The management and administrators of NMC Healthcare have set out a new, three-year turnaround plan for the business that involves putting the hospital operator through an administration process in Abu Dhabi Global Markets Courts and raising $300m in additional funding from lenders.
Administrators are in the process of either selling or closing down most of its trading arm and are planning to exit several other businesses to concentrate on its core healthcare markets in the UAE and Oman.
"We made the decision that trading was not core and we wanted to divest it to get some value off it," Michael Davis, acting chief executive of NMC, told The National.
"We wanted to focus really on healthcare and not the trading side."
Three international businesses that make up about a quarter of its revenue – its Saudi Arabian joint venture, the UK-based Aspen Healthcare business and an IVF company that operates across Spain and Latin America – have all been deemed non-core and will be sold off either to repay debts or fund operations. Two of these, Aspen and the IVF company, Luarmia, are already generating "considerable interest from prospective buyers", according to the plan presented to stakeholders that has been seen by The National.
NMC Healthcare was founded by BR Shetty in 1975 and grew from a single hospital into the UAE’s biggest privately owned healthcare operator.
The company was listed on the London Stock Exchange in 2012 and was valued at £8.58 billion (Dh40bn) at its peak. However, its shares plunged after short seller Muddy Waters Research issued a report in December 2019 alleging the company had inflated its cash balances, overpaid for assets and understated its debts.
In its turnaround plan presented to lenders, NMC said the discovery of fraud "on a massive scale" in the early part of this year significantly damaged its reputation and threatened its survival.
It was placed into administration in April with debts of $6.6bn, which was considerably more than the $2.1bn on its balance sheet.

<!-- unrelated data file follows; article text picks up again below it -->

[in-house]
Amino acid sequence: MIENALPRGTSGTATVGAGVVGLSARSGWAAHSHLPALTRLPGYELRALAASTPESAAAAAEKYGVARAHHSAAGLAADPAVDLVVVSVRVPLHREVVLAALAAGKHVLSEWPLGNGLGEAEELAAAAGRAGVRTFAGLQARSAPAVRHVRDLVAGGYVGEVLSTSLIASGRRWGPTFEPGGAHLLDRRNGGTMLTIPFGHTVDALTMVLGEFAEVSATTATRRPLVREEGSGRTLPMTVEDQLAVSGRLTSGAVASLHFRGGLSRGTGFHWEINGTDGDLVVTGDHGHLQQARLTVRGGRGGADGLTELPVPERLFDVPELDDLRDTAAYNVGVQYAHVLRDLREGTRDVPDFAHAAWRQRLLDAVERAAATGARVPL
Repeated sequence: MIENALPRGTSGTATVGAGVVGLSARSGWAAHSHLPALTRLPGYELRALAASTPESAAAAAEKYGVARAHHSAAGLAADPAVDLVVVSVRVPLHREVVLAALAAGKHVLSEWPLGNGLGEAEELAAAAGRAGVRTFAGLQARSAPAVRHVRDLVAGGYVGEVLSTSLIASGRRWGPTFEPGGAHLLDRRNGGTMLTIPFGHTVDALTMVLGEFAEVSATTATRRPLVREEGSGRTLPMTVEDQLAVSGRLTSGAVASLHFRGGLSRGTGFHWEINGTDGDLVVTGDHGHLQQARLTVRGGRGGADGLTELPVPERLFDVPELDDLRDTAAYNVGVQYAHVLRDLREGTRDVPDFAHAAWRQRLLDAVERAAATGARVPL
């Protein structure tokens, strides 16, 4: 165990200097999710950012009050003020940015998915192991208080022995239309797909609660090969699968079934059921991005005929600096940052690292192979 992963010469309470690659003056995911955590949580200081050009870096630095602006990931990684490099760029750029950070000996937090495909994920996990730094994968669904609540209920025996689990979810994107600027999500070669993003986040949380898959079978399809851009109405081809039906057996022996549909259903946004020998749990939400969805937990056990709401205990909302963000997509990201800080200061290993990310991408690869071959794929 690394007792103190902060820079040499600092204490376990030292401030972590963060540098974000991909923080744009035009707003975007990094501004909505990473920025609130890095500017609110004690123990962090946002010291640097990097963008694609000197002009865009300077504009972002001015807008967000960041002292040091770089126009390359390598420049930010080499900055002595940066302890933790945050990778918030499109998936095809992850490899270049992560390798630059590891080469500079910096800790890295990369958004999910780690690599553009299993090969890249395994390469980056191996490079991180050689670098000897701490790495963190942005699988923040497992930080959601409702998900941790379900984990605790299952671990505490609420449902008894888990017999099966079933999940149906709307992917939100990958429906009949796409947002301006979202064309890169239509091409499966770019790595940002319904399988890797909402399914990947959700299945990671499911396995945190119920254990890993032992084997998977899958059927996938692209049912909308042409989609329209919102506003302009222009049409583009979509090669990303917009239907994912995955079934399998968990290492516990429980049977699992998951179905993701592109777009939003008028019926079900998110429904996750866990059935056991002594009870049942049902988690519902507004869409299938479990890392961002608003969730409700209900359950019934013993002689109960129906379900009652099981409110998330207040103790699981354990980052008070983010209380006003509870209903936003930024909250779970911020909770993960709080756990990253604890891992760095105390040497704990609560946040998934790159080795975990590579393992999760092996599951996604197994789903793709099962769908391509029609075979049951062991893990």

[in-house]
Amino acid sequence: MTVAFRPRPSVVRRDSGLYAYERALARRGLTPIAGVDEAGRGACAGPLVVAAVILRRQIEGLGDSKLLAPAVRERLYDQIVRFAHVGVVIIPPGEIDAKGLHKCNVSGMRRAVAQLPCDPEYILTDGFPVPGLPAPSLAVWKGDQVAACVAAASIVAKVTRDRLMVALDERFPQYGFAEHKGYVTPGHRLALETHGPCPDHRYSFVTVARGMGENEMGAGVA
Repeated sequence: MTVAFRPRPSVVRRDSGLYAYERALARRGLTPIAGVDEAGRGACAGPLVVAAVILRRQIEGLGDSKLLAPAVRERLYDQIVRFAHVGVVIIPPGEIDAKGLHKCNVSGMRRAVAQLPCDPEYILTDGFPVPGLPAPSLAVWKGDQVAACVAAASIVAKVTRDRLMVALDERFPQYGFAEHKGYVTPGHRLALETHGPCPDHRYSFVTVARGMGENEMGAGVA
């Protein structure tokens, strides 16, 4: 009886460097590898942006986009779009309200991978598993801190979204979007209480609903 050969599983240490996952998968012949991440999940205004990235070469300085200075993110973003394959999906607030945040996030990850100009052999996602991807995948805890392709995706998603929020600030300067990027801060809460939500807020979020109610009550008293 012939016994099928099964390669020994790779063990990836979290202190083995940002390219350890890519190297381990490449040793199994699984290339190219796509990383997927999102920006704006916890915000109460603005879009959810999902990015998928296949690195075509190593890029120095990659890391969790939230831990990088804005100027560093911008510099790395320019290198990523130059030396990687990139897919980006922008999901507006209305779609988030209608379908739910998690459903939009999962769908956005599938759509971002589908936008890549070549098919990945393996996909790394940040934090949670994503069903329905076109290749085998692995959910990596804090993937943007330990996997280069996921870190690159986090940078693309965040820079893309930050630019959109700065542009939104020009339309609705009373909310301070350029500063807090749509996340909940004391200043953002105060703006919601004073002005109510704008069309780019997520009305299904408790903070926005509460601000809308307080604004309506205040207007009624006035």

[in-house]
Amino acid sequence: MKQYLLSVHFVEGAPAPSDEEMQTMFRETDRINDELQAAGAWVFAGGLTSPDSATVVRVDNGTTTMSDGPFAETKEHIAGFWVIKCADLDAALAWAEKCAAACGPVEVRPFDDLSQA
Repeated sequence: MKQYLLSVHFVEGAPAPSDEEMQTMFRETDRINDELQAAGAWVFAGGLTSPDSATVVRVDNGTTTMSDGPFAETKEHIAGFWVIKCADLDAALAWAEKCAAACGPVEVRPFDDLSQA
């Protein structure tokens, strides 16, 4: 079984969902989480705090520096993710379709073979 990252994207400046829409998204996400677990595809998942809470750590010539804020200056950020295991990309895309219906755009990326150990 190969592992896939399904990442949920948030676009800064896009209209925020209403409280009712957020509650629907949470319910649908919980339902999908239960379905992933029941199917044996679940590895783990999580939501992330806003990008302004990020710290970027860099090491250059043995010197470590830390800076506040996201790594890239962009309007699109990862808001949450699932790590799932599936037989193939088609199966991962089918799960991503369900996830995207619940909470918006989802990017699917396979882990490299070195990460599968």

"Significant cash has been extracted from the company, resulting in constrained liquidity and payment default to lenders and suppliers," NMC said in its turnaround plan.
Administrators from Alvarez & Marsal are continuing to investigate fraudulent activity at the firm.
"We have got a lot of material and in the near future we hope to launch some actions,” Maria Simovic, managing director at Alvarez & Marsal said. No action has been brought by the administrator against any party to date.
NMC's revival has also suffered as a result of the Covid-19 outbreak. Gross revenue increased 7 per cent in the first two months, but then dropped by 25 per cent between March and May and fell by 35 per cent at the peak of movement restrictions in April.
The company is forecasting full-year gross revenue at its core operations to be 16 per cent lower in 2020 as a result, but is expecting an 18 per cent revival in revenue and a 13 per cent increase in earnings before interest, tax, depreciation and amortisation in 2021 as it lowers its cost base.
NMC has managed to retain most of its staff despite a difficult period that has included the administration, reputational damage and a global pandemic.
“We still have close to 20,000 employees globally, we’ve got 2,000 physicians. In the UAE, [there are] between 13,000 and 15,000 employees and around 1,800 doctors,” Mr Davis said.
Administrators and management have also been faced with a number of legal claims.
Credit Europe Bank brought a claim in the DIFC Courts against Mr Shetty, NMC Healthcare and New Medical Centre Trading to recoup an $8m loan as security cheques provided by Mr Shetty defaulted. Mr Shetty denies writing the cheques, claiming the signatures are fraudulent.
Claims have also been filed by law firms in the US looking to bring class action suits on behalf of investors who held American Depsoitory Receipts in NMC Healthcare.
Ms Simovic said these claims are being dealt with on an individual basis.